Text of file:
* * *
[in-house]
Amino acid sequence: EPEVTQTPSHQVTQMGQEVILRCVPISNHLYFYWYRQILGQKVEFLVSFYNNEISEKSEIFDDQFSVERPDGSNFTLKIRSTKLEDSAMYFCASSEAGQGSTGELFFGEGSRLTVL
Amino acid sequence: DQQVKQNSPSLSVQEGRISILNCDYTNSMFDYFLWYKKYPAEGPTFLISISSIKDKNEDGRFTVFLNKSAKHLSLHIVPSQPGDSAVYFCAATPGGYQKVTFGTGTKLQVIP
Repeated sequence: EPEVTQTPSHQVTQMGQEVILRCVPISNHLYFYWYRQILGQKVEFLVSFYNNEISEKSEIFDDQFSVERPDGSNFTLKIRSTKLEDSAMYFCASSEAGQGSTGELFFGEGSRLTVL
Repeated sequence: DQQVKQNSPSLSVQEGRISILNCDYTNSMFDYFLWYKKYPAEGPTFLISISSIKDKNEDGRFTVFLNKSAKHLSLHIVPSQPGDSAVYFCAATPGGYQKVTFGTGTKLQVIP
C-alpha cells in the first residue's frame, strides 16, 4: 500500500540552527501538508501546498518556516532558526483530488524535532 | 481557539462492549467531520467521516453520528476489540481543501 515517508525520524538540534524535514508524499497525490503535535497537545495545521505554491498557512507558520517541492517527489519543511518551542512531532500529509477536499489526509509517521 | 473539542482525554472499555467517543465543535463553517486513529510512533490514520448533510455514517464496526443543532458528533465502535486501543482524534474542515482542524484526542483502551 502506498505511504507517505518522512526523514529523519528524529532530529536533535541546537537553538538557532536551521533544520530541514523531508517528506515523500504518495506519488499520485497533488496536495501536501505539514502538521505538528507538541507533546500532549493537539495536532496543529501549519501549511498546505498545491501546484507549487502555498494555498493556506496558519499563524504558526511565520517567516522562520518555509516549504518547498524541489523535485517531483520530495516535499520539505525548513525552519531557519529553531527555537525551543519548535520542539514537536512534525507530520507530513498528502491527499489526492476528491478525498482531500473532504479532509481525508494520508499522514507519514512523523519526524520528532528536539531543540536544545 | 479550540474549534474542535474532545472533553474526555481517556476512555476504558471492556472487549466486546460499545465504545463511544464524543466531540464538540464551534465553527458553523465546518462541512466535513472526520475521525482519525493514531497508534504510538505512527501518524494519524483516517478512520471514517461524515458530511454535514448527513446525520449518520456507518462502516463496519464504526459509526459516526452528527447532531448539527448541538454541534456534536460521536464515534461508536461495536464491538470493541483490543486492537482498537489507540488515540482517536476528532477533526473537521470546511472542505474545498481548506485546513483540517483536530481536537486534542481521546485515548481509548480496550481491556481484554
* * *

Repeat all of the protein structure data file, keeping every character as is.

[in-house]
Amino acid sequence: EPEVTQTPSHQVTQMGQEVILRCVPISNHLYFYWYRQILGQKVEFLVSFYNNEISEKSEIFDDQFSVERPDGSNFTLKIRSTKLEDSAMYFCASSEAGQGSTGELFFGEGSRLTVL
Amino acid sequence: DQQVKQNSPSLSVQEGRISILNCDYTNSMFDYFLWYKKYPAEGPTFLISISSIKDKNEDGRFTVFLNKSAKHLSLHIVPSQPGDSAVYFCAATPGGYQKVTFGTGTKLQVIP
Repeated sequence: EPEVTQTPSHQVTQMGQEVILRCVPISNHLYFYWYRQILGQKVEFLVSFYNNEISEKSEIFDDQFSVERPDGSNFTLKIRSTKLEDSAMYFCASSEAGQGSTGELFFGEGSRLTVL
Repeated sequence: DQQVKQNSPSLSVQEGRISILNCDYTNSMFDYFLWYKKYPAEGPTFLISISSIKDKNEDGRFTVFLNKSAKHLSLHIVPSQPGDSAVYFCAATPGGYQKVTFGTGTKLQVIP
C-alpha cells in the first residue's frame, strides 16, 4: 500500500540552527501538508501546498518556516532558526483530488524535532 | 481557539462492549467531520467521516453520528476489540481543501 515517508525520524538540534524535514508524499497525490503535535497537545495545521505554491498557512507558520517541492517527489519543511518551542512531532500529509477536499489526509509517521 | 473539542482525554472499555467517543465543535463553517486513529510512533490514520448533510455514517464496526443543532458528533465502535486501543482524534474542515482542524484526542483502551 502506498505511504507517505518522512526523514529523519528524529532530529536533535541546537537553538538557532536551521533544520530541514523531508517528506515523500504518495506519488499520485497533488496536495501536501505539514502538521505538528507538541507533546500532549493537539495536532496543529501549519501549511498546505498545491501546484507549487502555498494555498493556506496558519499563524504558526511565520517567516522562520518555509516549504518547498524541489523535485517531483520530495516535499520539505525548513525552519531557519529553531527555537525551543519548535520542539514537536512534525507530520507530513498528502491527499489526492476528491478525498482531500473532504479532509481525508494520508499522514507519514512523523519526524520528532528536539531543540536544545 | 479550540474549534474542535474532545472533553474526555481517556476512555476504558471492556472487549466486546460499545465504545463511544464524543466531540464538540464551534465553527458553523465546518462541512466535513472526520475521525482519525493514531497508534504510538505512527501518524494519524483516517478512520471514517461524515458530511454535514448527513446525520449518520456507518462502516463496519464504526459509526459516526452528527447532531448539527448541538454541534456534536460521536464515534461508536461495536464491538470493541483490543486492537482498537489507540488515540482517536476528532477533526473537521470546511472542505474545498481548506485546513483540517483536530481536537486534542481521546485515548481509548480496550481491556481484554